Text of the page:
One of my favorite plants is described as having ‘chartreuse-colored’ flowers.


Just saying the word, ‘chartreuse’ sounds fancy, doesn’t it?


So what color is chartreuse anyway?


Well, I looked up the definition and found this definition from Wikepedia:


– “a color halfway between green and yellow that resembles a French liqueur called Chartreuse.”


The only reason that I know what color chartreuse is, is because of the flowers produced by this favorite plant of mine…


They are pretty, aren’t they?

What I find quite funny about this plant is that while the color of its flowers have a fancy French name – the common name of this plant is somewhat derogatory.

Euphorbia biglandulosa
This succulent plant with the fancy-colored flowers is known as a ‘gopher plant’.

In late winter and early spring, chartreuse-colored flowers appear in zone 9a, providing a welcome splash of color.

As the flowers age, they take on a different appearance that I like as well…


They do great in full sun or light shade.  Gopher plants don’t need any special care.  Just provide well-drained soil and supplemental water.  The only thing to be careful of is not too overwater them – no more then once a week during the warm months.

Once they are done flowering, prune back the old stems.  Gopher plants (Euphorbia biglandulosa), grow approximately 2 ft. wide and 1 ft. high.

I like planting them nearby boulders or in groups of three.

I often recommend this plant to clients, but I don’t call it ‘gopher plant’ because let’s face it; would you want to add a plant called that without having seen it first?

Instead, I refer to it as “an attractive succulent with chartreuse-colored” flowers.

Which would you prefer to have in your garden; a gopher plant OR a succulent with chartreuse-colored flowers?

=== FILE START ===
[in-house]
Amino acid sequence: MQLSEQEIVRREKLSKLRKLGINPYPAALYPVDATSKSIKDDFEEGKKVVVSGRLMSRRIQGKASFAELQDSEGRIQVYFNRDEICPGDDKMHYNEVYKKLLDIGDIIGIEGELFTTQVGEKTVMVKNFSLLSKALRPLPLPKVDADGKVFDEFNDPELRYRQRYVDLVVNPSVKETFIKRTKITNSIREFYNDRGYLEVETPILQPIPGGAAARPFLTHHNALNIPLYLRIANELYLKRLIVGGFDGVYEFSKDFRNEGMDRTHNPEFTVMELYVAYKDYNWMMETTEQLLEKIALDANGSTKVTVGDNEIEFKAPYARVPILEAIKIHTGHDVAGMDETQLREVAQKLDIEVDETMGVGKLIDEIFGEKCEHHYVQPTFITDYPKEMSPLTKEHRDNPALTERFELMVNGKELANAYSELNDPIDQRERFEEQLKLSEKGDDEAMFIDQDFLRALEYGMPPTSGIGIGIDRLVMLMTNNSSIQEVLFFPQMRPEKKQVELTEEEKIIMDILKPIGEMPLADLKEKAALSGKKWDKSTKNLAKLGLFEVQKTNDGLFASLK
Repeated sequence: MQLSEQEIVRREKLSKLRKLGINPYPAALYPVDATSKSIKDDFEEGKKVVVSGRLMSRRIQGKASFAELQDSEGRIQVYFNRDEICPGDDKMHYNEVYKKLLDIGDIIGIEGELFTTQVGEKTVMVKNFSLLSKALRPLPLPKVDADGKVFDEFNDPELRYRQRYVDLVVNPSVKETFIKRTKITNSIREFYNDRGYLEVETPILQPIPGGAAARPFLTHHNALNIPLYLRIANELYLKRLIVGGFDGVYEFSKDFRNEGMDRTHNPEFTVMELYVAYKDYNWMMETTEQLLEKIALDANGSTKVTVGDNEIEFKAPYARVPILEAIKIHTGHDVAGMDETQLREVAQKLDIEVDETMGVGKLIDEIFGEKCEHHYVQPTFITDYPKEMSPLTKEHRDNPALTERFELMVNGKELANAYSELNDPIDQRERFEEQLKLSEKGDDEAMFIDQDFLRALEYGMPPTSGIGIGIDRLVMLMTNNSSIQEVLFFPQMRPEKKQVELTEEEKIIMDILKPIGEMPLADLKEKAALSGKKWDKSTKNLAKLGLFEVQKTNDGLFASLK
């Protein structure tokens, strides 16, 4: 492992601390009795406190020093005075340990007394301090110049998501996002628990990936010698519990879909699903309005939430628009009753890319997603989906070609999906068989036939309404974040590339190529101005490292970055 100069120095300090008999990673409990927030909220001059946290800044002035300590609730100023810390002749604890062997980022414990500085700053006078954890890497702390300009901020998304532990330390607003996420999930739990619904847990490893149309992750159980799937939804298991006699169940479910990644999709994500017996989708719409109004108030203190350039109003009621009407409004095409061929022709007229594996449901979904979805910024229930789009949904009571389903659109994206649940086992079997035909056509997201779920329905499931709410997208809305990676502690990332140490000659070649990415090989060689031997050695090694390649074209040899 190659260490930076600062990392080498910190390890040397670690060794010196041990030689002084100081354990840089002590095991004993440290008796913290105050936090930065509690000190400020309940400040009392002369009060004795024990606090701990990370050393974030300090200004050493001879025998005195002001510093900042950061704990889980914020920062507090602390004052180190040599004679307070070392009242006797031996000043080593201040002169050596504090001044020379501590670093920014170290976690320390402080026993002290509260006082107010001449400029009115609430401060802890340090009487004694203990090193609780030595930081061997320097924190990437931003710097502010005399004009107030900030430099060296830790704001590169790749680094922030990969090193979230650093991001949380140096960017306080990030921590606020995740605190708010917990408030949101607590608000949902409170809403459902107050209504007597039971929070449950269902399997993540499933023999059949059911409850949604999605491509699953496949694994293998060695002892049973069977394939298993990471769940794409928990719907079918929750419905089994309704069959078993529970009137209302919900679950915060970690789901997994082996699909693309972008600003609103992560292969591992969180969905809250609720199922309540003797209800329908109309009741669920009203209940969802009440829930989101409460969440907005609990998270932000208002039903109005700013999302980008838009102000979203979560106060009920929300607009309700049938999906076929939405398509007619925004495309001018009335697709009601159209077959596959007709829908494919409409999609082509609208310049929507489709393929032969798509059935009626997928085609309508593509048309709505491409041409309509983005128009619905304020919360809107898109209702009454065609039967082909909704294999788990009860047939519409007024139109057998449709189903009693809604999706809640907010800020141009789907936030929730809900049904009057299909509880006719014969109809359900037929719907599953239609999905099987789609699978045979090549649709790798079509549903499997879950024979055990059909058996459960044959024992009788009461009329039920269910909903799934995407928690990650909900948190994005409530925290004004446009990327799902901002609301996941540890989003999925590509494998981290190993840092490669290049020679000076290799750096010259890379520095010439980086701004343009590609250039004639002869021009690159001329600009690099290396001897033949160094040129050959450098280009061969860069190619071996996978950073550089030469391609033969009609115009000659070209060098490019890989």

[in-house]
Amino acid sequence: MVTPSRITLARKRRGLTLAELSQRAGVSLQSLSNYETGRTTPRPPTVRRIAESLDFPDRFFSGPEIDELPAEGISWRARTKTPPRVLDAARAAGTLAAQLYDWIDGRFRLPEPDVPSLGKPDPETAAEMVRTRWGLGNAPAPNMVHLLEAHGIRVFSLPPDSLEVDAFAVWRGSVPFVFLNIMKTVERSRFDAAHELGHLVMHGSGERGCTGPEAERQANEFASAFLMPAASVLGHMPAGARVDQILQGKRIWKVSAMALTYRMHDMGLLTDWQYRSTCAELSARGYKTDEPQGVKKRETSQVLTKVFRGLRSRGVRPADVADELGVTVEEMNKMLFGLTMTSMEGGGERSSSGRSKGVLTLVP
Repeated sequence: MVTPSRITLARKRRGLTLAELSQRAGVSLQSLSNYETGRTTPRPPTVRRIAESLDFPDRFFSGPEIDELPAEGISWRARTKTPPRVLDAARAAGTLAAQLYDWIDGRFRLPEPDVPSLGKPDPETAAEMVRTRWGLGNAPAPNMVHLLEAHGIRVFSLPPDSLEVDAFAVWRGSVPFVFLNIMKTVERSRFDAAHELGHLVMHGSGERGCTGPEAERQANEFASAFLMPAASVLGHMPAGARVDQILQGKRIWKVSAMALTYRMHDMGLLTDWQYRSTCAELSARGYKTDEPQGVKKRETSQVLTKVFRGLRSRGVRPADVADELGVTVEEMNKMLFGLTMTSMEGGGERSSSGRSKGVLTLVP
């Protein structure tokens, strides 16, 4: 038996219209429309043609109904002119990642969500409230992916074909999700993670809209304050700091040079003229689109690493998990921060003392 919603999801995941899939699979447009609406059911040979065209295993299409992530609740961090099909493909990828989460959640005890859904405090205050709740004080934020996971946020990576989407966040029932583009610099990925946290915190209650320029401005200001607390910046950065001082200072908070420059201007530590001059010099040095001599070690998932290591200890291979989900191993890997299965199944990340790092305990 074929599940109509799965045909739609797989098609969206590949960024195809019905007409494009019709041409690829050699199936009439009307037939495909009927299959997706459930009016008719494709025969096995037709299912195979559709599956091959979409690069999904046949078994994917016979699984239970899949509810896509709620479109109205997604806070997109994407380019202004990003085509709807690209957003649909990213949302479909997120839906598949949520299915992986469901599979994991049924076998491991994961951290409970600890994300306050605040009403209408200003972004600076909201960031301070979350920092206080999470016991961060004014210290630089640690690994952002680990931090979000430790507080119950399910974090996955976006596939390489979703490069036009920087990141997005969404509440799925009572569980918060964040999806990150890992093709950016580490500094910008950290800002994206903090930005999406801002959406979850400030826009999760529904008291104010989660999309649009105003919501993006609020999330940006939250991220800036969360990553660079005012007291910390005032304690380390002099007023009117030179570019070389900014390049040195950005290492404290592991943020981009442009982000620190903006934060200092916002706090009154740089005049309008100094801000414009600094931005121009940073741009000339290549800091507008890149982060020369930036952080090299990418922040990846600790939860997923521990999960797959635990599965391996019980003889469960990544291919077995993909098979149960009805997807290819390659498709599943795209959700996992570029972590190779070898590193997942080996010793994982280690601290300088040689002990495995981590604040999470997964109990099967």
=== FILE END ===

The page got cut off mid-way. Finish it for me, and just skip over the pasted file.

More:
Agave macroacantha with ‘Firesticks’
 Succulents are some of my favorite types of plants. I especially like the smaller agave species such as Agave parryi, Agave victoria-reginae, and Agave bovicornuta to name a few.

Let’s talk a little about how to care for cacti and succulents. 

Silver Spurge (Gopher Plant)

Agave, cactus, yuccas, as well as other succulent plants, can continue to be planted during this month. Warm soil temperatures are necessary for succulents to grow and they do best when planted during the warm season.

‘Baby Rita’

Contrary to popular opinion, newly planted succulent plants need to be watered in order to become established and grow a healthy root system.

Established cacti appreciate some supplemental water during the summer months, (especially this summer with our non-existent monsoon). I typically water large cacti with a garden hose about once a month in the summer unless we have had a lot of rain.

Lophocereus schottii ‘Monstrose’

Some cacti and agave plants may show signs of yellowing in the summer. This is usually due to high temperatures. Be sure to give them some supplemental water if you notice the yellowing. Usually, the yellow color disappears once temperatures cool down in the fall.